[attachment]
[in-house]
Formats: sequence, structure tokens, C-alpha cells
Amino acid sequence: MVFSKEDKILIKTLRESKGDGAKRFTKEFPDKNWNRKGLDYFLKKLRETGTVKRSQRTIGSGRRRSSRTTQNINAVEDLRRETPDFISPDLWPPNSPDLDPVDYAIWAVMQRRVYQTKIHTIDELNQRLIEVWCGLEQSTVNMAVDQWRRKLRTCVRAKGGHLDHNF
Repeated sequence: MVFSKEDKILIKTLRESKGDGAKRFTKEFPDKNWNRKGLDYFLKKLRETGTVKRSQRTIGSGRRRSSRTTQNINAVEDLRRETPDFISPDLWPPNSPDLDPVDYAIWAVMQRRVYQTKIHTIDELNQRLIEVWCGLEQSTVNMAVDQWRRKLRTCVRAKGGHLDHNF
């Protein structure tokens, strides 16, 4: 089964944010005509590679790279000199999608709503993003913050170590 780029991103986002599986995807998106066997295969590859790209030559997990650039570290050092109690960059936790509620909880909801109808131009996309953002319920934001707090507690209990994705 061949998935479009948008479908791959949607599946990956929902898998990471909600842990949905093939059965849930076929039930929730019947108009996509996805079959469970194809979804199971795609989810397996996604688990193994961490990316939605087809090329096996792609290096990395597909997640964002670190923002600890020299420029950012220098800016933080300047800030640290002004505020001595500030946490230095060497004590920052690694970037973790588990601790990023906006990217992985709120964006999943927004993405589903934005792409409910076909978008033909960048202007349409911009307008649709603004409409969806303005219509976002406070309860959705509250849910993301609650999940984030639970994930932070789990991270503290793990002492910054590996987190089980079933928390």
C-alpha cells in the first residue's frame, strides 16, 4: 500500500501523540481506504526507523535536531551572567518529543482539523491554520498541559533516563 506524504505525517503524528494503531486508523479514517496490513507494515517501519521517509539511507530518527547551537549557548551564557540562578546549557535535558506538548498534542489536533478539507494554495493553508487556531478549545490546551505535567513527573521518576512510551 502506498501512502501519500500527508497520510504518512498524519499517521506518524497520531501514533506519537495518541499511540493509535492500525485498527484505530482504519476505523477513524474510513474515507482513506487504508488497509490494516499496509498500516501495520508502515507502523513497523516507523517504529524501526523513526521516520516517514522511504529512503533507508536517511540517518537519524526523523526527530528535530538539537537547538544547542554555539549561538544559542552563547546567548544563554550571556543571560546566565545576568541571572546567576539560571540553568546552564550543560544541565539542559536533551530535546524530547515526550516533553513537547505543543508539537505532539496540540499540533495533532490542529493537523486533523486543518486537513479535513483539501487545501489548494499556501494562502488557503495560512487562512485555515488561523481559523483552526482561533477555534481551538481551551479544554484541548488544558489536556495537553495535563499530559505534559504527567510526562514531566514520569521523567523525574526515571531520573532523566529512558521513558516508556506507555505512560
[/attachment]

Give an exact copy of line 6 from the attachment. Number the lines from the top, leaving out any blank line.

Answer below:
C-alpha cells in the first residue's frame, strides 16, 4: 500500500501523540481506504526507523535536531551572567518529543482539523491554520498541559533516563 506524504505525517503524528494503531486508523479514517496490513507494515517501519521517509539511507530518527547551537549557548551564557540562578546549557535535558506538548498534542489536533478539507494554495493553508487556531478549545490546551505535567513527573521518576512510551 502506498501512502501519500500527508497520510504518512498524519499517521506518524497520531501514533506519537495518541499511540493509535492500525485498527484505530482504519476505523477513524474510513474515507482513506487504508488497509490494516499496509498500516501495520508502515507502523513497523516507523517504529524501526523513526521516520516517514522511504529512503533507508536517511540517518537519524526523523526527530528535530538539537537547538544547542554555539549561538544559542552563547546567548544563554550571556543571560546566565545576568541571572546567576539560571540553568546552564550543560544541565539542559536533551530535546524530547515526550516533553513537547505543543508539537505532539496540540499540533495533532490542529493537523486533523486543518486537513479535513483539501487545501489548494499556501494562502488557503495560512487562512485555515488561523481559523483552526482561533477555534481551538481551551479544554484541548488544558489536556495537553495535563499530559505534559504527567510526562514531566514520569521523567523525574526515571531520573532523566529512558521513558516508556506507555505512560